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New terminology & packaging for Irish whiskey

Irish Distillers Pernod Ricard plans to underline the heritage of Irish whiskey with a new initiative – Single Pot Still Whiskeys of Midleton.

Aimed at promoting consistent communication on the provenance and quality of single pot still whiskey*, the launch heralds an increase in investment in Irish Distillers’ existing portfolio, ahead of a planned roll out of extensions later in the year.  The move marks the adoption of new terminology for this style of whiskey – from ‘Pure Pot Still’ to ‘Single Pot Still’.

Improved packaging for Redbreast and Green Spot, from April 2011, is set to enhance the portfolio and better reflect its super-premium positioning, while the inclusion of the Single Pot Still Whiskeys of Midleton quality mark on the back label of each expression will communicate the provenance message to consumers globally.

Global category development director for Irish whiskey at Irish Distillers, Brendan Buckley, said: "Single Pot Still whiskey was once the world’s most popular style of whiskey. Today, although used as a key component in many of our well known Irish blends, Redbreast and Green Spot are the only remaining single pot still whiskey brands available on a global commercial basis. Our aim is to nurture these brands and to help safeguard the history and heritage of single pot still whiskey on behalf of the Irish whiskey industry.

“This initiative symbolises a new chapter for pot still Irish whiskey, and signals renewed energy in the category. In partnership with our global distributors, we will be investing behind these brands with the clear intention of restoring our unique whiskey style to its former glory. We are confident that through this initiative, the Irish whiskey category will benefit, as more and more consumers continue to discover this exceptional style of whiskey”.

The enhanced Redbreast range retains its distinctive shaped bottle, label and logo, with additional elements such as a wood cut illustration of a pot still, printed on copper foil and, by way of explaining the origin of the name of Redbreast, a robin motif.  A strong point of reference for consumers, the descriptor ‘single pot still Irish whiskey’ is given a clear presence on the front label. A colour code has also been introduced with burgundy distinguishing Redbreast 12 Year Old from the green Redbreast 15 Year Old. Gift cartons for both expressions have also benefited from a considerable upgrade with heavier carton stock and the use of emboss and copper foil devices, adding to the range’s super-premium cues.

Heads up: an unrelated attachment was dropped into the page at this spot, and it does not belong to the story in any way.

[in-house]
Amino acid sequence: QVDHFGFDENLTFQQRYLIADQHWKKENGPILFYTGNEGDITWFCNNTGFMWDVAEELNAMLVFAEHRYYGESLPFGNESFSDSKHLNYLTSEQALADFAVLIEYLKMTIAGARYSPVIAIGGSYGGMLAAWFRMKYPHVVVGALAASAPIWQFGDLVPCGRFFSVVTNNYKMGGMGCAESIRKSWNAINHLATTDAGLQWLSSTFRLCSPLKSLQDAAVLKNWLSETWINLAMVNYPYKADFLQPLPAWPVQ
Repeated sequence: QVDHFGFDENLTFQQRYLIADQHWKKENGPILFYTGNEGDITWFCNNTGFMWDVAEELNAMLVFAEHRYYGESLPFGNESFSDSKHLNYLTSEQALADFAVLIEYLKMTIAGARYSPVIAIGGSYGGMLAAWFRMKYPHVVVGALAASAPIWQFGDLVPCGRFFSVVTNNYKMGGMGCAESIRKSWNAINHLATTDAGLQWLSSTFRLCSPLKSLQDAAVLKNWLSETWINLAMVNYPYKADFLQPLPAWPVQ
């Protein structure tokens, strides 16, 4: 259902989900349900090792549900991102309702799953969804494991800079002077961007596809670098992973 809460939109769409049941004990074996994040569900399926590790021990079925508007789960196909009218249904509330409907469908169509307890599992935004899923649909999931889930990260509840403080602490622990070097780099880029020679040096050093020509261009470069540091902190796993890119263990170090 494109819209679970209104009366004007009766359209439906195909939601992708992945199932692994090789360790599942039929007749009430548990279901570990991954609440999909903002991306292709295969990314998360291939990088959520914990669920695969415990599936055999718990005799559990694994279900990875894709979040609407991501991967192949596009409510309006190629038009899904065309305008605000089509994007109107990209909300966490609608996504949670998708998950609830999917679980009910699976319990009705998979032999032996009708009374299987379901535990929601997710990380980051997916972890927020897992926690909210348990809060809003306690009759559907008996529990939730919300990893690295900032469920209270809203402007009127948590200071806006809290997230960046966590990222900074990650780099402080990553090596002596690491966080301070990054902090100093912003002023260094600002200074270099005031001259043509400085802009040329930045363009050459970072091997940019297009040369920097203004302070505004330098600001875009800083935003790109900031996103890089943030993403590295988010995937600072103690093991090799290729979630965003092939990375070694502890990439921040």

Irish Distillers lesser known single pot still whiskey brand, Green Spot has received a transformational makeover. Originally produced exclusively for the Mitchell family in Dublin in the 1800s**, Green Spot’s traditional green bottle is replaced with a stylish clear glass bottle with higher shoulders, a shorter neck and an enlarged base offering the perfect backdrop for the striking new label. A contemporary canister, which features an image of a cask marked with a green spot, is set to increase the gift appeal of this celebrated limited release expression.

Single Pot Still whiskey is unique to Ireland, and in particular Midleton, Co. Cork. Made from a mash of malted and unmalted barley that is then triple distilled in traditional copper pot stills, this style of whiskey is renowned for its full, complex flavours and smooth, creamy mouth feel.

 * The Irish whiskey industry is changing the terminology used to describe its most famous whiskey style – from April 2011 onwards ‘pure pot still’ Irish whiskey will be referred to as ‘pot still’ Irish whiskey and for those whiskeys originating from a Single distillery, the prefix ‘single’ will be used, giving rise to the new industry term ‘Single Pot Still Irish Whiskey’.
The new terminology was prompted by the launch of Redbreast 15 Year Old Pure Pot Still Irish Whiskey in the USA in 2010, wherein the US Trade & Tariff Bureau (TTB) invoked a regulation prohibiting the use of the term ‘pure’ as it pertains to whiskey descriptors.

** Green Spot was originally produced exclusively for the Mitchell family who commenced trading in Dublin in 1805 as purveyors of confectionary, wines and fortified wines.   In 1887, this entrepreneurial family expanded into the whiskey bonding business whereby they sent empty wine, sherry and port casks via horse and cart to the local Jameson Distillery which were then filled and returned to the Mitchell’s cellar warehouse. There, the whiskeys matured for many years under bond until they were ready to be bottled and sold.
This Green Spot name originated from the Mitchell family’s practice of marking casks of different ages with a daub of coloured paint. There was a Blue Spot, Red Spot and even a Yellow Spot, but Green Spot emerged as their most popular whiskey and is one of the few “whiskey bonder brands” to survive to modern day.




1 April 2011 - Felicity Murray